It is worth noting that hormone replacement treatment (HRT) protects against perimenopausal alterations in body composition in women with normal weight and climacteric symptoms [33]. In these women, no significant variations in weight, fat mass content and distribution have been observed, probably also thanks to HRT route of administration. Transdermal estrogens, in particular, appear to be more protective against fat mass growth and android fat distribution [34,35]. Similar effects on body composition and fat tissue have been observed when administering tibolone and raloxifene [35].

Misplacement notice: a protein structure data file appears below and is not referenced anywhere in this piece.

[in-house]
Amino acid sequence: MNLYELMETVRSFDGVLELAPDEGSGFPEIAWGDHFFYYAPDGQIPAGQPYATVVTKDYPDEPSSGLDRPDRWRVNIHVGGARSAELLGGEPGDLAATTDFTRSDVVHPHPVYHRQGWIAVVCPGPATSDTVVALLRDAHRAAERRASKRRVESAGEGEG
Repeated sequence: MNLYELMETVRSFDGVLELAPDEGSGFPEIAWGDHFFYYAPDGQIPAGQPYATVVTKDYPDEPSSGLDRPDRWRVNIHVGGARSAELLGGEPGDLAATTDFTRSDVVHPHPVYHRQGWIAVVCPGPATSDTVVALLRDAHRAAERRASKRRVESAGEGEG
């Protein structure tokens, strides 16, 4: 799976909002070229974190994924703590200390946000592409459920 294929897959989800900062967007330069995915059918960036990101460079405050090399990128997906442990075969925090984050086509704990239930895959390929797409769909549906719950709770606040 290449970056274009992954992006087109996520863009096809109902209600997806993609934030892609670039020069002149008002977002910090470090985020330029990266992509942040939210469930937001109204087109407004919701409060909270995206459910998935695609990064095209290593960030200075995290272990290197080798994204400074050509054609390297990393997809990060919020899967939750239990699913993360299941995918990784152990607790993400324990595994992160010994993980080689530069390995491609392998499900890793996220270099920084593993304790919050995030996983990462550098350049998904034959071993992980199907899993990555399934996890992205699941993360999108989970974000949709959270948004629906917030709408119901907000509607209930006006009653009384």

Obviously, lifestyle changes and/or the use of HRT are insufficient to manage overweight/obese women with the MS during menopausal transition. Specific pharmacological or integrative therapies, such as metformin, inositol, orlistat, and others, have shown to be beneficial in lowering insulin resistance and increasing insulin sensitivity, and may aid and facilitate weight reduction. Metformin, a well-known diabetic medication, lowers insulin levels while increasing insulin sensitivity causing an increased glucose cell absorption, and is traditionally given to hyperinsulinemic PCOS women during their reproductive years [36]. Also, the integrative approach has shown to be beneficial. Indeed, the administration of myo-inositol (MYO) alone [37], or in combination with D-chiro-inositol (DCI) and/or alpha lipoic acid (ALA) [38], seems to enhance insulin sensitivity through a post-receptor improvement. In addition, the integrative use of carnitines, L-arginine and N-acetyl cysteine has proved to be effective in improving insulin sensitivity in menopausal women by reducing the HIE index [19].